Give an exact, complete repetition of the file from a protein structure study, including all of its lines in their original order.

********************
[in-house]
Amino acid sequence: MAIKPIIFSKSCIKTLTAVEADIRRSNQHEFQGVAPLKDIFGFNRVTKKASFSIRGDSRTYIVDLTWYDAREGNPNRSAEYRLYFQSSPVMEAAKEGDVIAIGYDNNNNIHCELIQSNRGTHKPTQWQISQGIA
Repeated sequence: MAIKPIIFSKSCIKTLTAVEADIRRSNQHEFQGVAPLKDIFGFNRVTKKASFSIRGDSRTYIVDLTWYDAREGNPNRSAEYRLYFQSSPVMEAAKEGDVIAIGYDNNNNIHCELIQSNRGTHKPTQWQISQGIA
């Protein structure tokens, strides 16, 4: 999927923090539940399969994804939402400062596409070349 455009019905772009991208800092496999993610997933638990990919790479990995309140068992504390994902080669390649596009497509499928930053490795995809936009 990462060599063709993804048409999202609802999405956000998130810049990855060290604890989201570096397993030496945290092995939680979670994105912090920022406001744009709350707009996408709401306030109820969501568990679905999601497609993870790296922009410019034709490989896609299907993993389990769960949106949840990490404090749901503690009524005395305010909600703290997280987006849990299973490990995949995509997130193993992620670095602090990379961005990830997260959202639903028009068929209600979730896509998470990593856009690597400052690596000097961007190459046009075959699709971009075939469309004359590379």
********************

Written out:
[in-house]
Amino acid sequence: MAIKPIIFSKSCIKTLTAVEADIRRSNQHEFQGVAPLKDIFGFNRVTKKASFSIRGDSRTYIVDLTWYDAREGNPNRSAEYRLYFQSSPVMEAAKEGDVIAIGYDNNNNIHCELIQSNRGTHKPTQWQISQGIA
Repeated sequence: MAIKPIIFSKSCIKTLTAVEADIRRSNQHEFQGVAPLKDIFGFNRVTKKASFSIRGDSRTYIVDLTWYDAREGNPNRSAEYRLYFQSSPVMEAAKEGDVIAIGYDNNNNIHCELIQSNRGTHKPTQWQISQGIA
């Protein structure tokens, strides 16, 4: 999927923090539940399969994804939402400062596409070349 455009019905772009991208800092496999993610997933638990990919790479990995309140068992504390994902080669390649596009497509499928930053490795995809936009 990462060599063709993804048409999202609802999405956000998130810049990855060290604890989201570096397993030496945290092995939680979670994105912090920022406001744009709350707009996408709401306030109820969501568990679905999601497609993870790296922009410019034709490989896609299907993993389990769960949106949840990490404090749901503690009524005395305010909600703290997280987006849990299973490990995949995509997130193993992620670095602090990379961005990830997260959202639903028009068929209600979730896509998470990593856009690597400052690596000097961007190459046009075959699709971009075939469309004359590379």